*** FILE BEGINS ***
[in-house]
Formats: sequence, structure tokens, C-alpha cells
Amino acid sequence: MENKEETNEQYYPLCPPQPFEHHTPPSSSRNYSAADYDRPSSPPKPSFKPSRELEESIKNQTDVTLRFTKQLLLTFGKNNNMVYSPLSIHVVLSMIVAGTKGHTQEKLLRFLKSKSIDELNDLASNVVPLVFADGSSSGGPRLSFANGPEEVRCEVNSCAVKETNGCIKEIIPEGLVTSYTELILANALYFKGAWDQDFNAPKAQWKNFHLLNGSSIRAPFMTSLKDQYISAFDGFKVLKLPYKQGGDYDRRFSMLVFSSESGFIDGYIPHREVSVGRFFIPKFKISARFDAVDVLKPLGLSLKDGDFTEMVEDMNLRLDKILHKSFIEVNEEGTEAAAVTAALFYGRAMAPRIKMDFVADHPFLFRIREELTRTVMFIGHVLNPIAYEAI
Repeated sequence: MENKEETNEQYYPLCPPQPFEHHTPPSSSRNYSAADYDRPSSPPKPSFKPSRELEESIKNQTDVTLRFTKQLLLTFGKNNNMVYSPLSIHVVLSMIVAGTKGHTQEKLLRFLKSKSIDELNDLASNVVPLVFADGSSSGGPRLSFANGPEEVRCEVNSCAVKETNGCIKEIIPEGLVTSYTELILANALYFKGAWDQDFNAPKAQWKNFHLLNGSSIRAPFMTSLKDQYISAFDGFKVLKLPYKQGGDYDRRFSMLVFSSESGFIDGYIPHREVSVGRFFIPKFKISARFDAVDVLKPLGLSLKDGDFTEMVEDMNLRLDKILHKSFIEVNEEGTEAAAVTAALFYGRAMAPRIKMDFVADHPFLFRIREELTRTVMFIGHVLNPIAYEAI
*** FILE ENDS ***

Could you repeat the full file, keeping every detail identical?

[in-house]
Formats: sequence, structure tokens, C-alpha cells
Amino acid sequence: MENKEETNEQYYPLCPPQPFEHHTPPSSSRNYSAADYDRPSSPPKPSFKPSRELEESIKNQTDVTLRFTKQLLLTFGKNNNMVYSPLSIHVVLSMIVAGTKGHTQEKLLRFLKSKSIDELNDLASNVVPLVFADGSSSGGPRLSFANGPEEVRCEVNSCAVKETNGCIKEIIPEGLVTSYTELILANALYFKGAWDQDFNAPKAQWKNFHLLNGSSIRAPFMTSLKDQYISAFDGFKVLKLPYKQGGDYDRRFSMLVFSSESGFIDGYIPHREVSVGRFFIPKFKISARFDAVDVLKPLGLSLKDGDFTEMVEDMNLRLDKILHKSFIEVNEEGTEAAAVTAALFYGRAMAPRIKMDFVADHPFLFRIREELTRTVMFIGHVLNPIAYEAI
Repeated sequence: MENKEETNEQYYPLCPPQPFEHHTPPSSSRNYSAADYDRPSSPPKPSFKPSRELEESIKNQTDVTLRFTKQLLLTFGKNNNMVYSPLSIHVVLSMIVAGTKGHTQEKLLRFLKSKSIDELNDLASNVVPLVFADGSSSGGPRLSFANGPEEVRCEVNSCAVKETNGCIKEIIPEGLVTSYTELILANALYFKGAWDQDFNAPKAQWKNFHLLNGSSIRAPFMTSLKDQYISAFDGFKVLKLPYKQGGDYDRRFSMLVFSSESGFIDGYIPHREVSVGRFFIPKFKISARFDAVDVLKPLGLSLKDGDFTEMVEDMNLRLDKILHKSFIEVNEEGTEAAAVTAALFYGRAMAPRIKMDFVADHPFLFRIREELTRTVMFIGHVLNPIAYEAI